FDA Informs Healthcare Professionals About Lapses in Cybersecurity

cybersecurity vulnerabilities in healthcare.

Agency clarifies no reports of breaches have occurred thus far

Last week, the U.S. Food and Drug Administration issued a safety communication informing health care providers, facilities and patients about cybersecurity vulnerabilities identified for certain GE Healthcare Clinical Information Central Stations and Telemetry Servers. 

These devices are primarily used in health care facilities for displaying patient information, such as the physiologic status (i.e., temperature, heartbeat, blood pressure, etc.) of a patient, and monitoring patient status from a central location in a facility, such as a nurse’s bay. The cybersecurity vulnerabilities identified could allow an attacker to remotely take control of the device to silence alarms, generate false alarms or interfere with the function of patient monitors connected to these devices. 

To date, the agency has not received any adverse event reports, including reports of patient harm or device malfunction, associated with these vulnerabilities.

“Medical devices connected to a communications network can offer numerous advantages over non-connected devices, such as access to more convenient or more timely health care. However, when a medical device is connected to a communications network, there is a risk that cybersecurity vulnerabilities could be exploited by an attacker, which could result in patient harm,” said Suzanne Schwartz, MD, MBA, acting director of the Office of Strategic Partnerships and Technology Innovation in the FDA’s Center for Devices and Radiological Health. “The agency understands that cybersecurity is a shared responsibility with the medical device industry, health care delivery organizations, patients, security researchers and other government agencies. Today’s alert regarding cybersecurity vulnerabilities in certain GE Healthcare stations and servers is a key example of the FDA’s commitment to work with all stakeholders to address cybersecurity issues that affect medical devices in order to keep patients safe.”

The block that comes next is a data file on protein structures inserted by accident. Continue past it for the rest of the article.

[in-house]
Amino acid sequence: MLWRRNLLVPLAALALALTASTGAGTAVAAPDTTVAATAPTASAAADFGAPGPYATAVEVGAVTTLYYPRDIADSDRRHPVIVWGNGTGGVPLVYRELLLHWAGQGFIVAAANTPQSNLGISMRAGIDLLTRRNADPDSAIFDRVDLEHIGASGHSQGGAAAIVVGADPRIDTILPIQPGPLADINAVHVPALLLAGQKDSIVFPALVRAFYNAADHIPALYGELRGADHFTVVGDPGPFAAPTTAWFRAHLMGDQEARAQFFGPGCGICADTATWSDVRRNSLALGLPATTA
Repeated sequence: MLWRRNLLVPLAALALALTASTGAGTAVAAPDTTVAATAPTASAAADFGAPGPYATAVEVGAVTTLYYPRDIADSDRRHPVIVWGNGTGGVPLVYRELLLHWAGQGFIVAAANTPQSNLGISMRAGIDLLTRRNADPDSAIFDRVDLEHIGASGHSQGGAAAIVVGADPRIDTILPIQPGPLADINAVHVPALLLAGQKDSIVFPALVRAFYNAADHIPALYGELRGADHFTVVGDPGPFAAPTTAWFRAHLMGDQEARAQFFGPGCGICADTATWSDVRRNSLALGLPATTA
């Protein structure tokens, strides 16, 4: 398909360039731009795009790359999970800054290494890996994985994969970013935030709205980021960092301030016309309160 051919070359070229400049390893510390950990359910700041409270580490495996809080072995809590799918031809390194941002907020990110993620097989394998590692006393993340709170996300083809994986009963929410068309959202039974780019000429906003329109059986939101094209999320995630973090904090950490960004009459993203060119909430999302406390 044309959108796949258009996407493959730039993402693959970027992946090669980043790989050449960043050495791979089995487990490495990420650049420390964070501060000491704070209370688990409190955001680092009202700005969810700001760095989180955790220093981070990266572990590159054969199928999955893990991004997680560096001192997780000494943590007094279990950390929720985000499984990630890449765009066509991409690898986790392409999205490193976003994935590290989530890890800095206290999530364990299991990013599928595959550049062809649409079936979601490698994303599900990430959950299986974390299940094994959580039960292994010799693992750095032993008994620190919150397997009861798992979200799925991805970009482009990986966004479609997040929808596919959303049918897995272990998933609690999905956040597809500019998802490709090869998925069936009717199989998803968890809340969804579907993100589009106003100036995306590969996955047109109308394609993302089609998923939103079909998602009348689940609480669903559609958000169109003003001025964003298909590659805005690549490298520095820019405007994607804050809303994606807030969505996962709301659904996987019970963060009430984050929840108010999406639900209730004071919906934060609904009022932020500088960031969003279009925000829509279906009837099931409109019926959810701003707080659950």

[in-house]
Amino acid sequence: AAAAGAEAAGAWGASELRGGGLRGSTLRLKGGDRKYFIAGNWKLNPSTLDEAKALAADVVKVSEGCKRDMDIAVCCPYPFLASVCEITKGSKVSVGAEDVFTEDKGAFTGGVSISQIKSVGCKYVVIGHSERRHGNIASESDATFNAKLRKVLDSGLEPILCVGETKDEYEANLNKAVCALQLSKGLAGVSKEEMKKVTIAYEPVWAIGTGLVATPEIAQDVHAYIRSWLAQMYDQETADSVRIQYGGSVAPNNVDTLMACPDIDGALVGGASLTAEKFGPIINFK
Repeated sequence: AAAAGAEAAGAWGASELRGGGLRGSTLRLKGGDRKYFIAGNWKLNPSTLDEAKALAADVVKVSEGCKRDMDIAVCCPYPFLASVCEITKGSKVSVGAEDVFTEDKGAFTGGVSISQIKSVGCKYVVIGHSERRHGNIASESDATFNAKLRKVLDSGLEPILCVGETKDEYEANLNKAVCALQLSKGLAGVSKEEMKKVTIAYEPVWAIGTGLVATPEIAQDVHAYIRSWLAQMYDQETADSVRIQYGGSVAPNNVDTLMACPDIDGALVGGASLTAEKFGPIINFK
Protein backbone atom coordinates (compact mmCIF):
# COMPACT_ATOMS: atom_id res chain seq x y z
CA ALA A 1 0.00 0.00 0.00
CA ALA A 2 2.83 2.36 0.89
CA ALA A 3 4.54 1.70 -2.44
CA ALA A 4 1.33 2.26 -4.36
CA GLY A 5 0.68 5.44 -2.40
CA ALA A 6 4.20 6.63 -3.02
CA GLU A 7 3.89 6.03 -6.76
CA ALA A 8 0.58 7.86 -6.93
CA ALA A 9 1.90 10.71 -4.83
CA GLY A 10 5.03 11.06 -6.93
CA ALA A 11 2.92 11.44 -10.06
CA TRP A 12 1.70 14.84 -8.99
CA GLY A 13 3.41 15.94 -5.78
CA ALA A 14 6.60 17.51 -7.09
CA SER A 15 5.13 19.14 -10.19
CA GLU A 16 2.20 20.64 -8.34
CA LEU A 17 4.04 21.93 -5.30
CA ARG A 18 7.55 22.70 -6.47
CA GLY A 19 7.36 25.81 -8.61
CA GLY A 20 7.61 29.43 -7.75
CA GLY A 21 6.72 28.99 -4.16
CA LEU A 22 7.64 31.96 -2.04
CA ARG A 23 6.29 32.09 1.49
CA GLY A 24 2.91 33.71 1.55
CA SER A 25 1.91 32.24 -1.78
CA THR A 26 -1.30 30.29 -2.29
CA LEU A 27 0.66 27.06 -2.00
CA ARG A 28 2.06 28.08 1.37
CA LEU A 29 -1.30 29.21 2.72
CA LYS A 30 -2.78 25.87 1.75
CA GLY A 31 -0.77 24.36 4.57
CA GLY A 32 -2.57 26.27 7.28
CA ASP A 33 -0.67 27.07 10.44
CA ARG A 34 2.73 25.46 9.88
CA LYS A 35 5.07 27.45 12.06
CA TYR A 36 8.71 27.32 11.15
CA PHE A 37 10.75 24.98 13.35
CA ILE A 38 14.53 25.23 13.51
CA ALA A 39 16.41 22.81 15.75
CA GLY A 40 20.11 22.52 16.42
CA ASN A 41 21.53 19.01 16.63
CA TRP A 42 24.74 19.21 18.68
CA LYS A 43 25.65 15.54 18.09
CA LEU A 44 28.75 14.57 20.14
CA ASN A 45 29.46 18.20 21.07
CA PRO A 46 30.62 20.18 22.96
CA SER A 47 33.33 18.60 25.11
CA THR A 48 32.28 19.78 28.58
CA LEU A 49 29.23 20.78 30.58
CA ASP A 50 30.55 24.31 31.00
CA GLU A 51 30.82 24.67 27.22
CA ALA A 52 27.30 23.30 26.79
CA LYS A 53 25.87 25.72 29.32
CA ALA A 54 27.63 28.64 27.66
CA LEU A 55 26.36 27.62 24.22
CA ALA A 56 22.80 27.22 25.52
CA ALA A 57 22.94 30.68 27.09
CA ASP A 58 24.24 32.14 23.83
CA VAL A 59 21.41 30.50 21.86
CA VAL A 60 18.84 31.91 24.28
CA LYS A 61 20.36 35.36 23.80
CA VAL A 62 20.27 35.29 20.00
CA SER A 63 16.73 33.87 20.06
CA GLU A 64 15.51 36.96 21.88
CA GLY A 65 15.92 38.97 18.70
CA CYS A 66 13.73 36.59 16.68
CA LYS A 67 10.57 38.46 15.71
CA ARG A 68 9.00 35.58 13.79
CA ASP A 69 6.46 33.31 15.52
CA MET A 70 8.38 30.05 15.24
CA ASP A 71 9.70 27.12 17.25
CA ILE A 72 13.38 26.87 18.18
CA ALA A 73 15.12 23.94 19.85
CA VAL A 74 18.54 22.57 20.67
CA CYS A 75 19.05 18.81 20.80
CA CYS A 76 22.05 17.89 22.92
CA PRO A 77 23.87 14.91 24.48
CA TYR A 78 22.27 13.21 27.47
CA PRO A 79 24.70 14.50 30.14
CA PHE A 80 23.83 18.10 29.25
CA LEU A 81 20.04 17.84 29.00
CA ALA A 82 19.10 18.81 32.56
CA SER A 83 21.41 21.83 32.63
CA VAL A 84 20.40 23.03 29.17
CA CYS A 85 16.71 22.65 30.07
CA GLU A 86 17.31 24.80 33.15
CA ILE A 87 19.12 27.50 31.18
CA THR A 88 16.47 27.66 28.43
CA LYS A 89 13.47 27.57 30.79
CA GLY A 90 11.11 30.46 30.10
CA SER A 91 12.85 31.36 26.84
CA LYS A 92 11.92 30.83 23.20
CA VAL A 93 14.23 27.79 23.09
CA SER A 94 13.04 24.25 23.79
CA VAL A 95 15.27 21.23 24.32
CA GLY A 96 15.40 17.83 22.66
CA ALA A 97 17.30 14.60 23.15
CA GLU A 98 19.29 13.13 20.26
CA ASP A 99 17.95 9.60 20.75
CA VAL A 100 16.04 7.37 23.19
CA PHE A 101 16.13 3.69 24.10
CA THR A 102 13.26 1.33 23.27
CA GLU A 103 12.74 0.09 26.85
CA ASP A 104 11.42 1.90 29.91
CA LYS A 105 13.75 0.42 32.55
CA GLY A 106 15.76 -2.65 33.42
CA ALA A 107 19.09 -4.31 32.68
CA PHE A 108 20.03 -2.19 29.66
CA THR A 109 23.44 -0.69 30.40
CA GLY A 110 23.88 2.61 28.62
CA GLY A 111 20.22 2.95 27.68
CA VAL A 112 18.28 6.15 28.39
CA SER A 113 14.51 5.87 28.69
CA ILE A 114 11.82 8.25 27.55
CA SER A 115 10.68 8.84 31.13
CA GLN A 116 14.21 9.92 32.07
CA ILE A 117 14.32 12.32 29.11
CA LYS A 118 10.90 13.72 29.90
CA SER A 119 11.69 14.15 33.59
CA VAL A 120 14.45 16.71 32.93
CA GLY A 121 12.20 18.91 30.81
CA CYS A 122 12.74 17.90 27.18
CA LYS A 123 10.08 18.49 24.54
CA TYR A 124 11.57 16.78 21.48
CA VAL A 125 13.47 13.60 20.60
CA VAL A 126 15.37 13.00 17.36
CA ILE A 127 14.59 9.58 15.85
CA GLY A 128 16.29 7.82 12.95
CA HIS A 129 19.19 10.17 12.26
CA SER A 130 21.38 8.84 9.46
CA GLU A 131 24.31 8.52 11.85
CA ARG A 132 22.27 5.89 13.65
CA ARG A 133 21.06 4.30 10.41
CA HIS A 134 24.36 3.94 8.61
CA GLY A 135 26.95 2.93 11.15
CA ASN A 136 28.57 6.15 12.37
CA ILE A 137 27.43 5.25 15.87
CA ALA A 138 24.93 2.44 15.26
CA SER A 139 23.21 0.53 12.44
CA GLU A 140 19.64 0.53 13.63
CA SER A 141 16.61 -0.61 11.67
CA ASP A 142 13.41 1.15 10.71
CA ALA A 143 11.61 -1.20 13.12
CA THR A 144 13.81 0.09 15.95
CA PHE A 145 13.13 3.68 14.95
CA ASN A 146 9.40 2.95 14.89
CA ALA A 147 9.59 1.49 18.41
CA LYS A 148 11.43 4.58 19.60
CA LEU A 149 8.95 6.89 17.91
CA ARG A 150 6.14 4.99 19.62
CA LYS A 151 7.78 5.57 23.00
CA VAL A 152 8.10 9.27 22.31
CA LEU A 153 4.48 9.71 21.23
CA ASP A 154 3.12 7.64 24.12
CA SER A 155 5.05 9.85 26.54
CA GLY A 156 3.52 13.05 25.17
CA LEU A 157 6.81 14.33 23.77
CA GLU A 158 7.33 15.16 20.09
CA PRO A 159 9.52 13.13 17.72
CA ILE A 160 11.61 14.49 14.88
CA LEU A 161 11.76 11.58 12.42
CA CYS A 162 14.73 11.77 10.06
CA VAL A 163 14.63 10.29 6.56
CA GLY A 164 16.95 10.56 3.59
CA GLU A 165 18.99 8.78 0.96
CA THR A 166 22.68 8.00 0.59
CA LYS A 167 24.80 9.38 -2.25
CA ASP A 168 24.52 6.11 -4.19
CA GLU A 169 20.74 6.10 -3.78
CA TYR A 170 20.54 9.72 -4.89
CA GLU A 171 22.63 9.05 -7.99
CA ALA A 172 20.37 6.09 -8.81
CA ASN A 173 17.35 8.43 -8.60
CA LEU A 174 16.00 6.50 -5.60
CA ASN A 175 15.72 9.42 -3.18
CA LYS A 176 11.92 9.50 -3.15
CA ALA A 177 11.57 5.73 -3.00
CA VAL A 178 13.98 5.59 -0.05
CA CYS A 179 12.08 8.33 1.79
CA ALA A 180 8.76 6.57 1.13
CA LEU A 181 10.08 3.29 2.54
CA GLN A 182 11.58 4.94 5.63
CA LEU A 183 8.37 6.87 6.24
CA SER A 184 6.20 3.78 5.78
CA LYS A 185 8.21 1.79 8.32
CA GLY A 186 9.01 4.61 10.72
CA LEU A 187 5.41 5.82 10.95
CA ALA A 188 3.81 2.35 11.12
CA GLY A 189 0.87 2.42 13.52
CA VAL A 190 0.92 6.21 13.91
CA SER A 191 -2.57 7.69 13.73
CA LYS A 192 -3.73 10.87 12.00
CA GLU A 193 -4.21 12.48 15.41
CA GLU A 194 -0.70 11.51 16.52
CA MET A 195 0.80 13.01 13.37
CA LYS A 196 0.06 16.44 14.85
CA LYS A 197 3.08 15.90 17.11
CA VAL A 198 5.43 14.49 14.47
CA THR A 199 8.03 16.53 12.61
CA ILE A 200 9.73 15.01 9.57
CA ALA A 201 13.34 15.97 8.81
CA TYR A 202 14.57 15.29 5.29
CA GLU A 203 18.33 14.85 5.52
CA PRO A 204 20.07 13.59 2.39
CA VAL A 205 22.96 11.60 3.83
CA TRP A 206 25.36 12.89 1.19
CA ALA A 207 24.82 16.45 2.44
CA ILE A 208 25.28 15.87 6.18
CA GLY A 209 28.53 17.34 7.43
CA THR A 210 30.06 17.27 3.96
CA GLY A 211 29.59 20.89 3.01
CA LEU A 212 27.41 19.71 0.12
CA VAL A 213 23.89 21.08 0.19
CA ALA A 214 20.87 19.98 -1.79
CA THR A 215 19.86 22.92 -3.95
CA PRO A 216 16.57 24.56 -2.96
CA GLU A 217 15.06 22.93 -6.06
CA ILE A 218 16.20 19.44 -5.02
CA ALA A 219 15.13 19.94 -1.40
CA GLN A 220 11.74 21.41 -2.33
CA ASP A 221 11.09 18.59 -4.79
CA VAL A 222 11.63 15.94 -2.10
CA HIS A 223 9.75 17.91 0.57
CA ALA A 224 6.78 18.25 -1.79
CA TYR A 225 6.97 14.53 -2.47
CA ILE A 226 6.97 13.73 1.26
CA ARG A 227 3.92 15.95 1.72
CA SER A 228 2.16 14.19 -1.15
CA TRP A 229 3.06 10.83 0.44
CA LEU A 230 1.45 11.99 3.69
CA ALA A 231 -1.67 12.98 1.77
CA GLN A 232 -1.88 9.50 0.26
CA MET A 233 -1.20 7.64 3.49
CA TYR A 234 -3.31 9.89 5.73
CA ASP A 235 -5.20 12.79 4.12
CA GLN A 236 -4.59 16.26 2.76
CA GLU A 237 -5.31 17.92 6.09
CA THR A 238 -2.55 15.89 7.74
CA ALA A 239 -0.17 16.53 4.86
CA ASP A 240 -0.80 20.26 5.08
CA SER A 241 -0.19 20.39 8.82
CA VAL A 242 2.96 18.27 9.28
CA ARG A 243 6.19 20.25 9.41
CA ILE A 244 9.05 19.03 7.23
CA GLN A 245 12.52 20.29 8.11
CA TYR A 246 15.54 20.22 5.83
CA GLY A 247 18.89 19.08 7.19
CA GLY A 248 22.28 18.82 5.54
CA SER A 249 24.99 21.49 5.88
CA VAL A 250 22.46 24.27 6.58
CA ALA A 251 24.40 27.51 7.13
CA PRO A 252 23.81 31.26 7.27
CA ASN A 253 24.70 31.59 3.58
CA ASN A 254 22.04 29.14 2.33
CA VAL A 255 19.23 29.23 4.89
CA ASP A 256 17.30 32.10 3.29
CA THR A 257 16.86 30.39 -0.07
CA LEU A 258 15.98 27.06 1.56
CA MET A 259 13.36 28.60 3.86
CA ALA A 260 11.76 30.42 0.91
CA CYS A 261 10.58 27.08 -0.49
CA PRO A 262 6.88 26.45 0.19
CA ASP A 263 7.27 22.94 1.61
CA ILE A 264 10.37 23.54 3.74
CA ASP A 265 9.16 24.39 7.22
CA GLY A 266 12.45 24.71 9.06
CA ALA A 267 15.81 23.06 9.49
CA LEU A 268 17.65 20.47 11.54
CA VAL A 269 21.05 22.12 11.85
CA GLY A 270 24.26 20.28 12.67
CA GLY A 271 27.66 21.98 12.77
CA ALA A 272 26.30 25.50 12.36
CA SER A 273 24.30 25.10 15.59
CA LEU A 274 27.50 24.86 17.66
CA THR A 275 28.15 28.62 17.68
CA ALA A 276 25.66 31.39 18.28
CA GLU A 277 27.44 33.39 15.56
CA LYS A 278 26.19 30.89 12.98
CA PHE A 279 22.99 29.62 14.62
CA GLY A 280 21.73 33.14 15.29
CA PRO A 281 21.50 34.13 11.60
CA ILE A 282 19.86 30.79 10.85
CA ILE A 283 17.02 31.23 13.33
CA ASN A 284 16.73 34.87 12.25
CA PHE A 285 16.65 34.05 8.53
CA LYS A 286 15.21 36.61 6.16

The agency is committed to communicating cybersecurity vulnerabilities to the public and has issued nine safety communications for medical device cybersecurity vulnerabilities since 2013. The FDA takes reports of vulnerabilities in medical devices seriously and today’s safety communication includes recommendations to health care providers and facilities for continued monitoring, reporting and remediation of medical device cybersecurity vulnerabilities.

The FDA will continue its work with manufacturers and health care delivery organizations—as well as security researchers and other government agencies—to help address cybersecurity issues throughout a device’s total product lifecycle. 

SOURCE: FDA

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